About the Square Dance History Project
Square dancing has been an integral part of American social life for centuries. Traditional square dance was vital for generations of Americans, especially in rural communities; in the post-World War II era, modern square dance similarly enjoyed participants numbering in the millions.
Despite its popularity, the history of square dance has not been well documented. Scores of books explain specific figures and calls, but there is no current source that offers a detailed discussion of the development of this form of American social dance. We hope this site helps to fill that need.
This is a collection of articles from the Hanover (NH)Gazette, reporting on square dances in the area (New Hampshire and Vermont) from 1945–1950. Chester Fisk, mentioned in the first article, was a… View item
Round dances, or dances for couples rather than for groups of couples who interact with each other, have been a part of traditional country dance for ages. In the modern square dance movement, they… View item
This archive contains records of clubs in the Dayton, Ohio, area as well as the regional dance council. The Miami Valley Dance Council was formed in 1955, with representatives from 15 dance clubs. A… View item
This is a home recording made by caller Jim Wilkerson. We think WIlkerson was from Ohio, so this particular cut is an interesting example of how dance styles migrate. We typically think of a running… View item
This is Part-1 of seven parts of a ninety-minute performance that was presented at the annual convention of the International Association of Square Dance Callers in 2007. That convention was held in… View item
The double square was started by the Aggie Haylofters at Colorado State University in the 1950's as a dance formation for exhibition square dancing; The double square was danced by the Aggie… View item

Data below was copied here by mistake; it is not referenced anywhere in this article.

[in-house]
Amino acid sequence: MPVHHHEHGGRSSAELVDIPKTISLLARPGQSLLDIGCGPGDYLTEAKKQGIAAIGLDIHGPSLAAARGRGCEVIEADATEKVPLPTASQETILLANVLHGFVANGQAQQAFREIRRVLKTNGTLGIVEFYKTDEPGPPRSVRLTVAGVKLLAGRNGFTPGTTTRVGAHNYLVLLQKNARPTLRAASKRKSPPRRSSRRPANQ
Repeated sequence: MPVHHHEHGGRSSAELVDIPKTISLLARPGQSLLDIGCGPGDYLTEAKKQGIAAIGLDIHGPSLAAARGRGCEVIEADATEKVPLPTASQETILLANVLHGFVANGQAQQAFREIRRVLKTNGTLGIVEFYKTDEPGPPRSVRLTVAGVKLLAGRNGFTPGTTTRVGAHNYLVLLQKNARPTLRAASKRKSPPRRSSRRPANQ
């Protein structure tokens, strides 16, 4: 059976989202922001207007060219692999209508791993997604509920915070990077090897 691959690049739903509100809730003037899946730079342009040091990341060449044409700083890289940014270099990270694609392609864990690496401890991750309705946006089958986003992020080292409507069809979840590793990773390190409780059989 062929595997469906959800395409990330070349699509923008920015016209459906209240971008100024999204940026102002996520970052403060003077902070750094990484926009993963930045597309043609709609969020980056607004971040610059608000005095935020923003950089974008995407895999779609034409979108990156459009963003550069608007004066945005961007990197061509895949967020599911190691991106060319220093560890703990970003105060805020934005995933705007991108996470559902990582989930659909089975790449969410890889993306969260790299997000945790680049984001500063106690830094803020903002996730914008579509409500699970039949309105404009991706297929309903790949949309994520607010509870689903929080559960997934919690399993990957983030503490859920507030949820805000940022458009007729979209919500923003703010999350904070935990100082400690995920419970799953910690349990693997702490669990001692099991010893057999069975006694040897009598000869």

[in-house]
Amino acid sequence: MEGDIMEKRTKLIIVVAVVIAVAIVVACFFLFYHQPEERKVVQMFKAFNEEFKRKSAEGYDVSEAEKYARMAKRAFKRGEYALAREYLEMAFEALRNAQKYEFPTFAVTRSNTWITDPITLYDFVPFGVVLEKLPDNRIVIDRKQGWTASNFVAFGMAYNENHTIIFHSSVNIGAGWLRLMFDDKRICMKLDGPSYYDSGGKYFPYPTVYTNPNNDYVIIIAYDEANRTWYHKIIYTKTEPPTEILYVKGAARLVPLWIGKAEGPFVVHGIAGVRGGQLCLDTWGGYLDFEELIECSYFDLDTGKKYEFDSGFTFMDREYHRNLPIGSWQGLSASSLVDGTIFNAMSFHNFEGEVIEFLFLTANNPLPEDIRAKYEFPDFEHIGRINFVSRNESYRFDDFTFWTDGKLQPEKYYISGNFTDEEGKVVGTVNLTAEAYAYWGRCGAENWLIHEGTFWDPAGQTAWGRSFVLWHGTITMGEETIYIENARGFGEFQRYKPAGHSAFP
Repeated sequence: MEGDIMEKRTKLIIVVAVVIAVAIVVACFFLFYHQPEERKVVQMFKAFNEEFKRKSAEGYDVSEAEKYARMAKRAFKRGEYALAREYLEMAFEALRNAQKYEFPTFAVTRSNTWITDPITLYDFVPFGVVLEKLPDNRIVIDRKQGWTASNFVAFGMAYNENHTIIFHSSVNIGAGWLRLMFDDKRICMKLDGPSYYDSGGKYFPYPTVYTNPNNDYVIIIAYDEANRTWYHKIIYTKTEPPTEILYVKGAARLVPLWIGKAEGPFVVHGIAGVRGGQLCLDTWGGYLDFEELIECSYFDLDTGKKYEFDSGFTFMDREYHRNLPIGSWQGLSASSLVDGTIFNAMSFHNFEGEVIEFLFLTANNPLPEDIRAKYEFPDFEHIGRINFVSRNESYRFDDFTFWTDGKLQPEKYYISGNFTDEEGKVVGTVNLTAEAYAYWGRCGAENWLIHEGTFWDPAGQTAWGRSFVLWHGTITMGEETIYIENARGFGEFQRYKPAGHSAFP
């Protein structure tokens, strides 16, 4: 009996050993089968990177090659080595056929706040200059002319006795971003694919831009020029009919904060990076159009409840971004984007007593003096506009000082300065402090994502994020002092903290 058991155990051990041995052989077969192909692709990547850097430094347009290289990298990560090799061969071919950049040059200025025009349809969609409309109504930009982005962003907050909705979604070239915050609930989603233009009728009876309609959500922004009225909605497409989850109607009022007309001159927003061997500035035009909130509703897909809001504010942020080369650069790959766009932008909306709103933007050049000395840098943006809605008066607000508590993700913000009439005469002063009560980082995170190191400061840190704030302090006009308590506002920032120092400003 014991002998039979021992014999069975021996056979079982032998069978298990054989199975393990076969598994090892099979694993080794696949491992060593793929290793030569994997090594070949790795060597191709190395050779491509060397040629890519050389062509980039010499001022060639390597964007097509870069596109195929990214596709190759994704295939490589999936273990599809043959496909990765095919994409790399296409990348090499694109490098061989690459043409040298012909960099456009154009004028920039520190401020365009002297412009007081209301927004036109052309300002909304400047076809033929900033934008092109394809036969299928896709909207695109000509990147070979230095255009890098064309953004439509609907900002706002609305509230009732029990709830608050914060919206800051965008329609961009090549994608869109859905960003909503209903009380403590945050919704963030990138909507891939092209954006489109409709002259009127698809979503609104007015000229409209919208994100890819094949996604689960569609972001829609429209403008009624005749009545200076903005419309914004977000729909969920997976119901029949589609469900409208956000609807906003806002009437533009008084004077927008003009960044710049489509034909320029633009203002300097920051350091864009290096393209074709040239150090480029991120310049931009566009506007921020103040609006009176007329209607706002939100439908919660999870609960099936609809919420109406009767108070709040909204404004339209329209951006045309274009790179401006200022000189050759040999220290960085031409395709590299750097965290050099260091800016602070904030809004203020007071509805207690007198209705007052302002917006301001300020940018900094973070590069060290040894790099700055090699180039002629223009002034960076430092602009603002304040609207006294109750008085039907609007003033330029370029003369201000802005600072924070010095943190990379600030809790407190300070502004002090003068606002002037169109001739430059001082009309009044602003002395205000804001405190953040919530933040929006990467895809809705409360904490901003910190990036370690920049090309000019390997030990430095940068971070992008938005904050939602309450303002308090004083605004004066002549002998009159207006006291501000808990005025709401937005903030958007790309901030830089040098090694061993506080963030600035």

The consultants for the Square Dance History Project look at different aspects of square dance history. Participants include David Millstone, Tony Parkes, Phil Jamison, Bob Dalsemer, Jim Mayo, Larry… View item
Writing in 1952, the author notes that a recent survey shows that square dance is a widely accepted part of school programs. "These certainly are striking figures. But they are not surprising in… View item
1) Solomon LeviFrom his series of Square Dances by Jonesy, this singing square features a simple figure that appears in other traditional dances.2) Darling Nellie GrayFrom the same album. As one… View item
California caller Bob Ruff sings the calls set to a popular song at the time. This clip includes the introduction plus once through the figures. Vic and Debbie Ceder has information about Ruff on… View item
This half hour recording comes from a 1998 CALLERLAB session led by Jerry Helt, widely known for his use of progressive squares. (We appreciate CALLERLAB giving permission to share the material here.… View item
This article from the Experimental Lab of Sets in Order magazine documents the introduction of progressive squares by Ed Gilmore. The article explains that he "developed an unusual collection of calls… View item
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